Sotomayor, Etc.

May 28th, 2009

Right-wingers are on a new rant: Sotomayor is a racist. This is the statement she made which they are objecting to:

“I would hope that a wise Latina woman with the richness of her experiences would more often than not reach a better conclusion [as a judge] than a white male who hasn’t lived that life.”

Sounds racist, right? Sexist as well! Latina women are wiser than white men? Racism! Sotomayor must withdraw!!

Except… the quote, of course, is completely different in context. The above quote is in the context of making a decision on sex discrimination cases. Is it racist to say that a Latina woman is more likely than not to better understand the realities of sexual harassment than a white male? Of course it’s not racist. It’s completely reasonable. Of course a woman will understand sexual harassment better than a man.

Sotomayor points out, correctly, that when the court was all white-male, issues regarding race and gender were not handled in an unbiased manner, and that adding people with more diverse life experience to the court could help correct that. And she’s perfectly correct.

Soon after the ‘controversial’ statement, Sotomayor continued:

Let us not forget that wise men like Oliver Wendell Holmes and Justice Cardozo voted on cases which upheld both sex and race discrimination in our society. Until 1972, no Supreme Court case ever upheld the claim of a woman in a gender discrimination case. I, like Professor Carter, believe that we should not be so myopic as to believe that others of different experiences or backgrounds are incapable of understanding the values and needs of people from a different group. Many are so capable. As Judge Cedarbaum pointed out to me, nine white men on the Supreme Court in the past have done so on many occasions and on many issues including Brown.

However, to understand takes time and effort, something that not all people are willing to give. For others, their experiences limit their ability to understand the experiences of others. Other simply do not care. Hence, one must accept the proposition that a difference there will be by the presence of women and people of color on the bench. Personal experiences affect the facts that judges choose to see. My hope is that I will take the good from my experiences and extrapolate them further into areas with which I am unfamiliar. I simply do not know exactly what that difference will be in my judging. But I accept there will be some based on my gender and my Latina heritage.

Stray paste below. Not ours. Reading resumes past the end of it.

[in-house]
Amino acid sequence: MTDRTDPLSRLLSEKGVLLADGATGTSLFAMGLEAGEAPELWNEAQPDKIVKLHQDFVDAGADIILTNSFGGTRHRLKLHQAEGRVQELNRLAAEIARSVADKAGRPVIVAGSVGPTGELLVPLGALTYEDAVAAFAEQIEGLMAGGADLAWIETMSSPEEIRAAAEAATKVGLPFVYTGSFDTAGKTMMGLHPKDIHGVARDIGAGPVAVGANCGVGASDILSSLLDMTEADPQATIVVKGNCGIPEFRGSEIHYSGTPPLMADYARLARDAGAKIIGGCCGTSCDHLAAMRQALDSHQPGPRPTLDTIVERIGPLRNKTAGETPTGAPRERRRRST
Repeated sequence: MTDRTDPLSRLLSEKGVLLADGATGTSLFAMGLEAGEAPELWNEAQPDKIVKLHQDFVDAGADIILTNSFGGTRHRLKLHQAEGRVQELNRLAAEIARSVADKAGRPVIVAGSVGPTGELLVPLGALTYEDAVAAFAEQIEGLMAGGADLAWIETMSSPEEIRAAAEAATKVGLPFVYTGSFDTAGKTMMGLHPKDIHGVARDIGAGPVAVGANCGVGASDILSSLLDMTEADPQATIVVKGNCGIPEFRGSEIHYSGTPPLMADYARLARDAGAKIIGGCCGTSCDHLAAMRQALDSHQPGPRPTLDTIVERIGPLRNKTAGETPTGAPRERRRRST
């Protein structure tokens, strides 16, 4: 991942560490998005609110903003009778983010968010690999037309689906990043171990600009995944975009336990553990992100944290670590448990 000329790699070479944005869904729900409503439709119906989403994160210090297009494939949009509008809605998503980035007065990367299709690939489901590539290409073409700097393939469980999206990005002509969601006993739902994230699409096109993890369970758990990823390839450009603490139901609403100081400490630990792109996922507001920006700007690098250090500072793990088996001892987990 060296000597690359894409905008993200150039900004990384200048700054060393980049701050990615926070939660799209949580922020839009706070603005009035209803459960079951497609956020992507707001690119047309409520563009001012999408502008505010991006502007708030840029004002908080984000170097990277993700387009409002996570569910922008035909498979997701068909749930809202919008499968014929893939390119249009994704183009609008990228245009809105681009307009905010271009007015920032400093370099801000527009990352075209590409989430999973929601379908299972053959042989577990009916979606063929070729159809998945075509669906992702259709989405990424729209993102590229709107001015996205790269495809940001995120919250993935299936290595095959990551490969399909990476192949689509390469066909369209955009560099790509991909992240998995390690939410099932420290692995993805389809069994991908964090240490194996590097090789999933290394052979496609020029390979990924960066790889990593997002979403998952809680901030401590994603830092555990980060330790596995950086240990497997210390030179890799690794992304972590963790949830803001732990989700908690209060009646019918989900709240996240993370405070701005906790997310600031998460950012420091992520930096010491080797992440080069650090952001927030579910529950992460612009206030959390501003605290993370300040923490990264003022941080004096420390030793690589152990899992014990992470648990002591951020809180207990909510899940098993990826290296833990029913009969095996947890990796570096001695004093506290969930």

Note that she does not exempt herself from the dangers of judging unwisely outside her field of experience. A little later, she repeats that sentiment of self-caution, that her experience tints her perceptions just as much as a white male’s experience would tint his, and she must be careful to learn and understand:

I am reminded each day that I render decisions that affect people concretely and that I owe them constant and complete vigilance in checking my assumptions, presumptions and perspectives and ensuring that to the extent that my limited abilities and capabilities permit me, that I reevaluate them and change as circumstances and cases before me requires. I can and do aspire to be greater than the sum total of my experiences but I accept my limitations.

Boy, what an unreasonable, flaming racist she is!!!

It should be noted, by the way, that whenever Bush nominated an extremist non-white judge and Democrats opposed the nomination, Republicans went on a frenzy of calling Democrats “racist” even though their objections were clearly on political grounds alone. Similarly, when an extremist woman nominee was opposed, Democrats were sexist as well. In fact, when an extremist Bush nominee was white, Democrats were reverse racists. Essentially, Republicans scream “racist” pretty much all the time.

Why is it that whenever a judicial nominee is discussed–no matter which party’s president is nominating–somehow, the Democrats are always all racists?

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